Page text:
There must be adequate fire exit provision for the building considering the numbers of people who might be present. Sliding or rotating doors are not suitable as emergency exits, and any door on an exit route must open in the direction of travel (but there might be some flexibility for the smallest of buildings where fewer than 60 people congregate or for doors used by staff only).
Exits must be clearly marked with exit signs and they must be kept clear and readily available. Exit signs must include the 'moving person' symbol. There should be no ambiguity as to which door can be used as an emergency exit in a building used as a place of public assembly such as a Place of Worship.
Fire exit routes might need to be protected so that people evacuating the building won't be affected by the smoke and flames. Typically, self-closing fire doors would be used in some premises where this is identified on the Risk Assessment.
Emergency lighting might be needed in some situations to light exit routes and rooms in the event of a power failure. In smaller buildings, torches might be adequate. Generally, if the premises are used in the hours of darkness, or areas do not have windows, some kind of emergency lighting needs to be available.
Fire precautions must be tested, checked and maintained, so that the precautions will be in working order when needed most. This includes periodic servicing of fire detection and alarm equipment, extinguishers and checks on fire exit doors. A record of tests, maintenance and servicing needs to be kept to show that this has been done, and a log book is the normal way to keep this information.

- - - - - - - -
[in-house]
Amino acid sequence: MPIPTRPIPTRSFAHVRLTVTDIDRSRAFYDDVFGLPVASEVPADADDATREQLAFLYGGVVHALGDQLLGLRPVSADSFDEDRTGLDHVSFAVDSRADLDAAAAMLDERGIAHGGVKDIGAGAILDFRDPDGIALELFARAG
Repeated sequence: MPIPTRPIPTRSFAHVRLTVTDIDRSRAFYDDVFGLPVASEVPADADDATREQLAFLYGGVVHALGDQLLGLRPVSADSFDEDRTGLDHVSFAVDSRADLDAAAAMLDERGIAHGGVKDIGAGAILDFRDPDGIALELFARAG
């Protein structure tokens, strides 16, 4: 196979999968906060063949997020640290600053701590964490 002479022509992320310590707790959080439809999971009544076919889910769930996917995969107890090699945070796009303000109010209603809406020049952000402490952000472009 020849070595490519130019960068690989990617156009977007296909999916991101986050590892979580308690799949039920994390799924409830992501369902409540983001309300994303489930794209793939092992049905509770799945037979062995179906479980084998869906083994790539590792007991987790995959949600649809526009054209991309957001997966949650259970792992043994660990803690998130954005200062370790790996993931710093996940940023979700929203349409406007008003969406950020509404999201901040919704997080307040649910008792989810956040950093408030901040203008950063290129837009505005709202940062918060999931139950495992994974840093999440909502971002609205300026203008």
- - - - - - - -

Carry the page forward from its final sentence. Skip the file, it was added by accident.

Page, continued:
The must be a fire procedure for the building, outlining people's responsibilities for the safe evacuation in case of fire. It would also be normal to display a 'fire action' poster but larger Churches and Places of Worship need a more comprehensive procedure.
Ensure that training is given to those who carry out specific tasks in an emergency. This might include stewards, fire wardens/marshals, supervisors and personnel in key rolls. Back up training with practice fire drills.
If people need assistance to evacuate the premises, provide suitable equipment and train people how to use it as required. This can include evacuation chairs and devices to aid people with mobility impairment. Likewise, alarm systems might be adapted with 'Visual Alarm Devices' to allow people to see the alarm activation who might not be able to hear a bell or siren easily.
The above list might not outline everything that you might need to do in your Place of Worship. Exactly what you do would follow from your Risk Assessment and depends on your situation, the size of the building and the people in the congregation.
A guide on Fire Risk Assessment and fire precautions has been prepared by the Government. A free download of a useful guide for small and medium places of assembly, such as Churches and Places of Worship, may be found by following the below link:
Further guids may be downloaded from the Gov.uk Website: https://www.gov.uk/government/collections/fire-safety-law-and-guidance-documents-for-business
For Northern Ireland, please see the Northern Ireland Fire and Rescue Service pages by following the link: http://www.nifrs.org/firesafe/